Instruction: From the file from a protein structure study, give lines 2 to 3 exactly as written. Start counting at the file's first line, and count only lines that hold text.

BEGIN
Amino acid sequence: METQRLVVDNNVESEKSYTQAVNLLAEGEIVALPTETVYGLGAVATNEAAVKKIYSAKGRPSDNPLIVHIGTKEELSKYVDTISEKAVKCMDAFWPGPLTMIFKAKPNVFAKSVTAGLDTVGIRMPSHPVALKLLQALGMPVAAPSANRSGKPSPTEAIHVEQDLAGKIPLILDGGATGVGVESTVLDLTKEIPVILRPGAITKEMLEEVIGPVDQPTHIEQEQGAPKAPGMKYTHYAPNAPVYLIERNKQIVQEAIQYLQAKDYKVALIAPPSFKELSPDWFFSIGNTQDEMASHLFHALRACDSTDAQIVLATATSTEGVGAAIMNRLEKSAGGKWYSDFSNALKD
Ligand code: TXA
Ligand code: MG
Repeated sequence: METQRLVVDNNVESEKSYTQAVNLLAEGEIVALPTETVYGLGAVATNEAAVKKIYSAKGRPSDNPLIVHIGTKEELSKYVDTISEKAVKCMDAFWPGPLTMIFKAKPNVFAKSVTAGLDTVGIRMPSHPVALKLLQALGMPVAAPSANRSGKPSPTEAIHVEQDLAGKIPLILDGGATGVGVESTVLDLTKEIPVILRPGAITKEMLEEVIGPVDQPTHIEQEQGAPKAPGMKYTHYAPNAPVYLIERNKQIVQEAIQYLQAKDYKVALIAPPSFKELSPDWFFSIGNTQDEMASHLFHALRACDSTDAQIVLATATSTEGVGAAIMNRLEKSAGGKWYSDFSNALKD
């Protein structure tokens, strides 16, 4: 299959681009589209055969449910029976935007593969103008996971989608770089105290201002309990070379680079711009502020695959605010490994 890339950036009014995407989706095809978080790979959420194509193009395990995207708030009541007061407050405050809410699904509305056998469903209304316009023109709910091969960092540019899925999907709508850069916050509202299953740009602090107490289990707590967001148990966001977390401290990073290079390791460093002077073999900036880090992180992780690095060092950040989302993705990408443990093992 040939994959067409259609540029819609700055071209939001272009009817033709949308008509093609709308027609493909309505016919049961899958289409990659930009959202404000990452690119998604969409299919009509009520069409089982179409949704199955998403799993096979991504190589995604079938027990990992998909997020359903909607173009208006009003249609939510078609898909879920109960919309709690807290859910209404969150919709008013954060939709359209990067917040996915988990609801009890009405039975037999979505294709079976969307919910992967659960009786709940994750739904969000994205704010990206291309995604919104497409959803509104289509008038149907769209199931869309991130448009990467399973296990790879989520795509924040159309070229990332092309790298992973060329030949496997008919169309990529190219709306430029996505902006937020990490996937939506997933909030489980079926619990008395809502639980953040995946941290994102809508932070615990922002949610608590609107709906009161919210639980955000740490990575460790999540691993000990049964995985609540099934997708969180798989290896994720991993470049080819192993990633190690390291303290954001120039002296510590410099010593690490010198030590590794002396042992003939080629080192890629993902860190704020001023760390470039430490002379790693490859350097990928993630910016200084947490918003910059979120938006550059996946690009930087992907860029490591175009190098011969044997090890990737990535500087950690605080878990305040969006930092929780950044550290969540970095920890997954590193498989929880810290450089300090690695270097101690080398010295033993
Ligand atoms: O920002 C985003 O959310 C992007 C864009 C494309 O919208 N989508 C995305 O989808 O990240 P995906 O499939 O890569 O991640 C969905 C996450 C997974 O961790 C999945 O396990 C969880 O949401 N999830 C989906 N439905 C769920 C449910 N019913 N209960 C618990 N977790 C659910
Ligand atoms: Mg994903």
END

Ligand code: TXA
Ligand code: MG